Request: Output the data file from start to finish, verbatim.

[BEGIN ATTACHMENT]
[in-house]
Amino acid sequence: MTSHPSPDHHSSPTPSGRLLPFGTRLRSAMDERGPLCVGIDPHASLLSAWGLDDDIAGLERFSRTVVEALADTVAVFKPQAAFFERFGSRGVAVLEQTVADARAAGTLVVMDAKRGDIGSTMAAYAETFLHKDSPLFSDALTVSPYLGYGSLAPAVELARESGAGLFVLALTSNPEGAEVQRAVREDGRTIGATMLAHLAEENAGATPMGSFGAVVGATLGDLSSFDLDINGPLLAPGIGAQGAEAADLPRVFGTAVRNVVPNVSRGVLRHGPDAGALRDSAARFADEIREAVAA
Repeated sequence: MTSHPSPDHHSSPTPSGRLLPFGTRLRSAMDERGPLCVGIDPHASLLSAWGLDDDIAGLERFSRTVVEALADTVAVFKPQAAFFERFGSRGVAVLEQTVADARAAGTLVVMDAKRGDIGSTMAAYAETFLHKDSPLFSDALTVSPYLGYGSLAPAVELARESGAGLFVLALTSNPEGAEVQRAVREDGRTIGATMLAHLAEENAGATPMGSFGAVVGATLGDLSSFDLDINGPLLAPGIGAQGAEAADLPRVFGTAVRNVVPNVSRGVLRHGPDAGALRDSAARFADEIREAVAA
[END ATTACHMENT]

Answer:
[in-house]
Amino acid sequence: MTSHPSPDHHSSPTPSGRLLPFGTRLRSAMDERGPLCVGIDPHASLLSAWGLDDDIAGLERFSRTVVEALADTVAVFKPQAAFFERFGSRGVAVLEQTVADARAAGTLVVMDAKRGDIGSTMAAYAETFLHKDSPLFSDALTVSPYLGYGSLAPAVELARESGAGLFVLALTSNPEGAEVQRAVREDGRTIGATMLAHLAEENAGATPMGSFGAVVGATLGDLSSFDLDINGPLLAPGIGAQGAEAADLPRVFGTAVRNVVPNVSRGVLRHGPDAGALRDSAARFADEIREAVAA
Repeated sequence: MTSHPSPDHHSSPTPSGRLLPFGTRLRSAMDERGPLCVGIDPHASLLSAWGLDDDIAGLERFSRTVVEALADTVAVFKPQAAFFERFGSRGVAVLEQTVADARAAGTLVVMDAKRGDIGSTMAAYAETFLHKDSPLFSDALTVSPYLGYGSLAPAVELARESGAGLFVLALTSNPEGAEVQRAVREDGRTIGATMLAHLAEENAGATPMGSFGAVVGATLGDLSSFDLDINGPLLAPGIGAQGAEAADLPRVFGTAVRNVVPNVSRGVLRHGPDAGALRDSAARFADEIREAVAA